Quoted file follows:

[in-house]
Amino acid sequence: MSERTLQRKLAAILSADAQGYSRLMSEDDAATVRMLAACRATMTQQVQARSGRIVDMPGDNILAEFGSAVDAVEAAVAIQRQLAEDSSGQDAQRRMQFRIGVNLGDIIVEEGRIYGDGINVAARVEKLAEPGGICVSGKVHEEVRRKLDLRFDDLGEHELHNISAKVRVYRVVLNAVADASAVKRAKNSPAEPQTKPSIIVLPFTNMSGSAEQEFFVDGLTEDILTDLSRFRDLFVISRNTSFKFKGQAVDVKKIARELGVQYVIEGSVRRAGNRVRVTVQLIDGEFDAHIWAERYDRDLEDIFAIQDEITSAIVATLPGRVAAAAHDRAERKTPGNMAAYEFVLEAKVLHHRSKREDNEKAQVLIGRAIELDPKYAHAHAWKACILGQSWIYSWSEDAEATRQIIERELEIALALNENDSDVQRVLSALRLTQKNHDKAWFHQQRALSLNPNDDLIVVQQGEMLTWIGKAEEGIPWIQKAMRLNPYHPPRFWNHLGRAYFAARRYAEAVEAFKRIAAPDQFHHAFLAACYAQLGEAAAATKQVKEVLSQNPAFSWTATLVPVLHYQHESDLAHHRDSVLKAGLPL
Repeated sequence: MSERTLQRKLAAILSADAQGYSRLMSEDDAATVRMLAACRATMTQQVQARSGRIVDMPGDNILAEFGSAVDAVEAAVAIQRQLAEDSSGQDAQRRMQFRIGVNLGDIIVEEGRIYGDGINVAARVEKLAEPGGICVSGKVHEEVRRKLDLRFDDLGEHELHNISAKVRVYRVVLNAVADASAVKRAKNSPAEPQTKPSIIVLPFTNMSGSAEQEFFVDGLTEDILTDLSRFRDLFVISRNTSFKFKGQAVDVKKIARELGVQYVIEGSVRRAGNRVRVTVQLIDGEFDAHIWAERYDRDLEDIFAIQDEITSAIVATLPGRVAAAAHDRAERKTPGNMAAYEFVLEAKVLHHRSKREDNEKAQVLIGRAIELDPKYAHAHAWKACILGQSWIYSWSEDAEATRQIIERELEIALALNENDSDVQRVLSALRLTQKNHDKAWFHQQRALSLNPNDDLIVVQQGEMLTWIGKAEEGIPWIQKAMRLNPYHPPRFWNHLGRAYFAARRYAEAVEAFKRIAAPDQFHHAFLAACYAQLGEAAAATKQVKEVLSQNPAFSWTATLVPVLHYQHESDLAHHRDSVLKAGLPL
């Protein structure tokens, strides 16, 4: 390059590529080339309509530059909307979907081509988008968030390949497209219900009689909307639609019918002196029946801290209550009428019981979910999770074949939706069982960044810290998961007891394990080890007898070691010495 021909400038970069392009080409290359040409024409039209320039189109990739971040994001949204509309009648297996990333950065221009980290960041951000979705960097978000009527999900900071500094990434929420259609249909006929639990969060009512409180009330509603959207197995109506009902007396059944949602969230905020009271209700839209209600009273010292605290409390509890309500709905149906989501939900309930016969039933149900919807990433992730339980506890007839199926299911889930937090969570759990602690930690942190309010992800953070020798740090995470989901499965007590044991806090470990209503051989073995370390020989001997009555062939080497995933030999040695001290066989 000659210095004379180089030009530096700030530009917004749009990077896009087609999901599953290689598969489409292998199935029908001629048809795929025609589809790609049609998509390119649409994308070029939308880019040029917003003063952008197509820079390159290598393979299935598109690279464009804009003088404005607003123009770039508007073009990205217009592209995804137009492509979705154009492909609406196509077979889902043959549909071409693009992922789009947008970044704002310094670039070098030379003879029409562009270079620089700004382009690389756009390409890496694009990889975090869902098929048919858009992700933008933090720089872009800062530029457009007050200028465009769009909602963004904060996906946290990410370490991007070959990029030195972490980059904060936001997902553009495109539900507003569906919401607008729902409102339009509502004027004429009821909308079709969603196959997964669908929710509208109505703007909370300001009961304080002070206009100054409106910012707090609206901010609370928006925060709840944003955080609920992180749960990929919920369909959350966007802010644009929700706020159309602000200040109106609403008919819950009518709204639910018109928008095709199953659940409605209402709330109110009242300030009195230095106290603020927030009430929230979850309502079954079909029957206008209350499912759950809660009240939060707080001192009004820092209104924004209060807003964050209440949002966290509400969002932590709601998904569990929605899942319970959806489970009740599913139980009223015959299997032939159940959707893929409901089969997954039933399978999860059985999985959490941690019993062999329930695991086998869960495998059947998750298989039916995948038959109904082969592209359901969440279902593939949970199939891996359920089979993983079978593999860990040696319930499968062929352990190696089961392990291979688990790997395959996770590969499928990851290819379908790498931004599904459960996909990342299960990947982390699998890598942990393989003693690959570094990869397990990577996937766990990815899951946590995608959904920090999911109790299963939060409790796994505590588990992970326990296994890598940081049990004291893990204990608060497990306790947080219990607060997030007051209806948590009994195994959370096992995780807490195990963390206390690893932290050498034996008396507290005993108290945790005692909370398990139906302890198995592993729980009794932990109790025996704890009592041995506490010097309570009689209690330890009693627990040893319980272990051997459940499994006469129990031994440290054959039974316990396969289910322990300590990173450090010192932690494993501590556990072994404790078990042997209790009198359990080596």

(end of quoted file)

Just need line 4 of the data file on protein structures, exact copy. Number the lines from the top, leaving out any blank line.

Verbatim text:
């Protein structure tokens, strides 16, 4: 390059590529080339309509530059909307979907081509988008968030390949497209219900009689909307639609019918002196029946801290209550009428019981979910999770074949939706069982960044810290998961007891394990080890007898070691010495 021909400038970069392009080409290359040409024409039209320039189109990739971040994001949204509309009648297996990333950065221009980290960041951000979705960097978000009527999900900071500094990434929420259609249909006929639990969060009512409180009330509603959207197995109506009902007396059944949602969230905020009271209700839209209600009273010292605290409390509890309500709905149906989501939900309930016969039933149900919807990433992730339980506890007839199926299911889930937090969570759990602690930690942190309010992800953070020798740090995470989901499965007590044991806090470990209503051989073995370390020989001997009555062939080497995933030999040695001290066989 000659210095004379180089030009530096700030530009917004749009990077896009087609999901599953290689598969489409292998199935029908001629048809795929025609589809790609049609998509390119649409994308070029939308880019040029917003003063952008197509820079390159290598393979299935598109690279464009804009003088404005607003123009770039508007073009990205217009592209995804137009492509979705154009492909609406196509077979889902043959549909071409693009992922789009947008970044704002310094670039070098030379003879029409562009270079620089700004382009690389756009390409890496694009990889975090869902098929048919858009992700933008933090720089872009800062530029457009007050200028465009769009909602963004904060996906946290990410370490991007070959990029030195972490980059904060936001997902553009495109539900507003569906919401607008729902409102339009509502004027004429009821909308079709969603196959997964669908929710509208109505703007909370300001009961304080002070206009100054409106910012707090609206901010609370928006925060709840944003955080609920992180749960990929919920369909959350966007802010644009929700706020159309602000200040109106609403008919819950009518709204639910018109928008095709199953659940409605209402709330109110009242300030009195230095106290603020927030009430929230979850309502079954079909029957206008209350499912759950809660009240939060707080001192009004820092209104924004209060807003964050209440949002966290509400969002932590709601998904569990929605899942319970959806489970009740599913139980009223015959299997032939159940959707893929409901089969997954039933399978999860059985999985959490941690019993062999329930695991086998869960495998059947998750298989039916995948038959109904082969592209359901969440279902593939949970199939891996359920089979993983079978593999860990040696319930499968062929352990190696089961392990291979688990790997395959996770590969499928990851290819379908790498931004599904459960996909990342299960990947982390699998890598942990393989003693690959570094990869397990990577996937766990990815899951946590995608959904920090999911109790299963939060409790796994505590588990992970326990296994890598940081049990004291893990204990608060497990306790947080219990607060997030007051209806948590009994195994959370096992995780807490195990963390206390690893932290050498034996008396507290005993108290945790005692909370398990139906302890198995592993729980009794932990109790025996704890009592041995506490010097309570009689209690330890009693627990040893319980272990051997459940499994006469129990031994440290054959039974316990396969289910322990300590990173450090010192932690494993501590556990072994404790078990042997209790009198359990080596």